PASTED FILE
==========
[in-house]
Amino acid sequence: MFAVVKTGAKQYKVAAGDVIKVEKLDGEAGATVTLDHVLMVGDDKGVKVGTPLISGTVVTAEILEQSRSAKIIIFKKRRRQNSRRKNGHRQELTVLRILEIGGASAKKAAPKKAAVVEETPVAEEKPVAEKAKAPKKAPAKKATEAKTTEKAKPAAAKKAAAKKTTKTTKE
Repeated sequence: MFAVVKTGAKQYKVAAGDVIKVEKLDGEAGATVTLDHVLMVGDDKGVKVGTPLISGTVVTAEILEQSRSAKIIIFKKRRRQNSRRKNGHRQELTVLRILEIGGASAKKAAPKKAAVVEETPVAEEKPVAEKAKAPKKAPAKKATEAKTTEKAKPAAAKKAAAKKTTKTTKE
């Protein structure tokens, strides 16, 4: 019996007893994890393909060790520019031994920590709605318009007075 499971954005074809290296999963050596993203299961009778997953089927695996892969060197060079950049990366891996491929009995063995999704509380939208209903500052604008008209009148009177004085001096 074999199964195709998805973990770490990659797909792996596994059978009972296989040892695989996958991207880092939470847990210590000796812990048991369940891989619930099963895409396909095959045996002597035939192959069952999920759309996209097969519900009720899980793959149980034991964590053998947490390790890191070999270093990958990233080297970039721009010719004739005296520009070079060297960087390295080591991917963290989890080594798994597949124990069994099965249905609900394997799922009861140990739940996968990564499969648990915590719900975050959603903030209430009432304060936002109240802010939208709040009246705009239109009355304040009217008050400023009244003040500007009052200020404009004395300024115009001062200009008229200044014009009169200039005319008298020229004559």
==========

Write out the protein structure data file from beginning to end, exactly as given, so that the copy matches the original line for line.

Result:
[in-house]
Amino acid sequence: MFAVVKTGAKQYKVAAGDVIKVEKLDGEAGATVTLDHVLMVGDDKGVKVGTPLISGTVVTAEILEQSRSAKIIIFKKRRRQNSRRKNGHRQELTVLRILEIGGASAKKAAPKKAAVVEETPVAEEKPVAEKAKAPKKAPAKKATEAKTTEKAKPAAAKKAAAKKTTKTTKE
Repeated sequence: MFAVVKTGAKQYKVAAGDVIKVEKLDGEAGATVTLDHVLMVGDDKGVKVGTPLISGTVVTAEILEQSRSAKIIIFKKRRRQNSRRKNGHRQELTVLRILEIGGASAKKAAPKKAAVVEETPVAEEKPVAEKAKAPKKAPAKKATEAKTTEKAKPAAAKKAAAKKTTKTTKE
């Protein structure tokens, strides 16, 4: 019996007893994890393909060790520019031994920590709605318009007075 499971954005074809290296999963050596993203299961009778997953089927695996892969060197060079950049990366891996491929009995063995999704509380939208209903500052604008008209009148009177004085001096 074999199964195709998805973990770490990659797909792996596994059978009972296989040892695989996958991207880092939470847990210590000796812990048991369940891989619930099963895409396909095959045996002597035939192959069952999920759309996209097969519900009720899980793959149980034991964590053998947490390790890191070999270093990958990233080297970039721009010719004739005296520009070079060297960087390295080591991917963290989890080594798994597949124990069994099965249905609900394997799922009861140990739940996968990564499969648990915590719900975050959603903030209430009432304060936002109240802010939208709040009246705009239109009355304040009217008050400023009244003040500007009052200020404009004395300024115009001062200009008229200044014009009169200039005319008298020229004559």